Cladding must be fixed im­me­di­ately on seven build­ings


FLAMMABLE cladding at high-risk lev­els has been iden­ti­fied in dozens of South Aus­tralian build­ings, in­clud­ing seven that have been deemed “ex­treme” and re­quire im­me­di­ate re­me­dial work. Re­sults of an au­dit – in­sti­gated in July 2017 fol­low­ing Lon­don’s Gren­fell Tower fire, right, – have prompted calls for the State Gov­ern­ment to do more to keep res­i­dents safe.

The au­dit to iden­tify pub­lic and pri­vate build­ings with dan­ger­ous lev­els of cladding known as Alu­minium Com­pos­ite Panel (ACP) has 30 high-risk build­ings need­ing at­ten­tion to make them safe.

The au­dit has prompted calls for more ac­tion from the State Gov­ern­ment af­ter it con­firmed it would be the re­spon­si­bil­ity of coun­cils to ad­vise build­ing own­ers of the risk rat­ing of prop­er­ties.

Build­ing own­ers will then be re­spon­si­ble for ad­vis­ing res­i­dents, be­cause the lo­ca­tions will not be made pub­lic.

The au­dit found seven pri­vately-owned build­ings were as­sessed as “ex­treme risk”, mean­ing they re­quire im­me­di­ate ac­tion and re­me­dial work.

Two pub­licly-owned build­ings were deemed high-risk; one is un­der con­struc­tion and is not ac­ces­si­ble to the pub­lic and the other is a toi­let block, which will be re­me­di­ated within weeks. A fur­ther 21 pri­vate build­ings have been as­sessed as high-risk, re­quir­ing re­me­dial ac­tion needs to be car­ried out within 12 months.

Lo­ca­tions of the build­ings will not be re­leased over ter­ror­ism and ar­son fears.

In­fra­struc­ture Min­is­ter Stephan Knoll said that de­ci­sion was in line with other states, and se­cu­rity and safety was the pri­mary rea­son.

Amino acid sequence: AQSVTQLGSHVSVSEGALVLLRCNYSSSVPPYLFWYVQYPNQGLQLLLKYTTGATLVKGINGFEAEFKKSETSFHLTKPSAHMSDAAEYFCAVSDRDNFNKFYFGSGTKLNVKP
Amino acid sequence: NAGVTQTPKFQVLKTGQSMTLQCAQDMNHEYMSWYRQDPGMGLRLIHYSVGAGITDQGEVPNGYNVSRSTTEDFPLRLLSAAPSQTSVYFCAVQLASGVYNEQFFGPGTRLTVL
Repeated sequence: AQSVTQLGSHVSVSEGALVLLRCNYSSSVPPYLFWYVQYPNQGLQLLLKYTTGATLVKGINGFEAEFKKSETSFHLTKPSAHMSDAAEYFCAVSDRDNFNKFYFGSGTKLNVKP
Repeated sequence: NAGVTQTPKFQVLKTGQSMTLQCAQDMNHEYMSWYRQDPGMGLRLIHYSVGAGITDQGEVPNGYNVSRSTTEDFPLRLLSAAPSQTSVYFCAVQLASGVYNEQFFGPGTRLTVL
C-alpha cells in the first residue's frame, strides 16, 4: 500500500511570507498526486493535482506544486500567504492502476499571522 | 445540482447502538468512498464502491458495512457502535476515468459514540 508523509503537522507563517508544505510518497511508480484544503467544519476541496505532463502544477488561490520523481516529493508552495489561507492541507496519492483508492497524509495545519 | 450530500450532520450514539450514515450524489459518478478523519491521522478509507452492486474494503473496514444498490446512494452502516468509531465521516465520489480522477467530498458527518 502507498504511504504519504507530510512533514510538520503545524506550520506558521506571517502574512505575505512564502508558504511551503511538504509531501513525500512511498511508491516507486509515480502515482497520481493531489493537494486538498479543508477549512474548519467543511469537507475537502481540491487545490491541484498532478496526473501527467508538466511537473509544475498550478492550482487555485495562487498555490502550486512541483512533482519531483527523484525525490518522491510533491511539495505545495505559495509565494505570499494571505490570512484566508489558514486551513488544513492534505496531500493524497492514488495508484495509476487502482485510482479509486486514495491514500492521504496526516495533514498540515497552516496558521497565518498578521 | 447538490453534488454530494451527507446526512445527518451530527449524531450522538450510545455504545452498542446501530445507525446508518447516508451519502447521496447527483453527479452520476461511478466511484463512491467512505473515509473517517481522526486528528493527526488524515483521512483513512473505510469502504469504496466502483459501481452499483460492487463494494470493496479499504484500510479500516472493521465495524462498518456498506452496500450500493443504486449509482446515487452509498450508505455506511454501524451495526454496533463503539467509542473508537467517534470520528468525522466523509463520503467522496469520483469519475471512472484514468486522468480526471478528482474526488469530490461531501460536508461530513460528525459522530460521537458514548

“As a gov­ern­ment, safety is at the fore­front of all our de­ci­sions and that’s why we will not be dis­clos­ing the ex­act lo­ca­tions,” Mr Knoll said.

“We will con­tinue to up­date South Aus­tralians on how the re­me­di­a­tion works are pro­gress­ing as ap­pro­pri­ate.”

Op­po­si­tion in­fra­struc­ture spokesman Tom Kout­san­to­nis said the Gov­ern­ment needed to pro­vide more de­tails.

He said while he un­der­stood the rea­sons be­hind not mak­ing the lo­ca­tions pub­lic, peo­ple liv­ing and work­ing in the high-risk build­ings needed to be in­formed.

“Any South Aus­tralian go­ing home to live in an apart­ment has a right to know from their gov­ern­ment, whether or not the build­ing they are stay­ing in, the build­ing their chil­dren are sleep­ing in, is safe,” Mr Kout­san­to­nis said.

Mr Knoll said he would be work­ing with coun­cils and pri­vate build­ing own­ers to en­sure re­me­di­a­tion works were car­ried out as quickly as pos­si­ble.

They had worked with the MFS for “height­ened aware­ness and re­sponse pro­ce­dures for the 28 build­ings with un­ac­cept­able lev­els of risk”, he said.

But coun­cils would be re­spon­si­ble for en­sur­ing own­ers of pri­vate build­ings have up­dated them to an ac­cept­able level. “It is our ex­pec­ta­tion that build­ing own­ers will no­tify oc­cu­pants of their re­spec­tive build­ings and keep them in­formed through­out the re­me­di­a­tion process as ap­pro­pri­ate,” Mr Knoll said.

A Lo­cal Gov­ern­ment As­so­ci­a­tion SA spokesman said coun­cils had pow­ers to serve no­tice on a build­ing’s owner if they were not sat­is­fied with the fire safety. They could re­quire the owner to carry out a pro­gram of works or take mea­sures to en­sure safety.

Prop­erty Coun­cil SA ex­ec­u­tive di­rec­tor Daniel Gan­non said he had sought an­swers about the ex­tent to which own­ers would be forced to re­clad build­ings at their own cost.

It’s our ex­pec­ta­tion build­ing own­ers will no­tify oc­cu­pants


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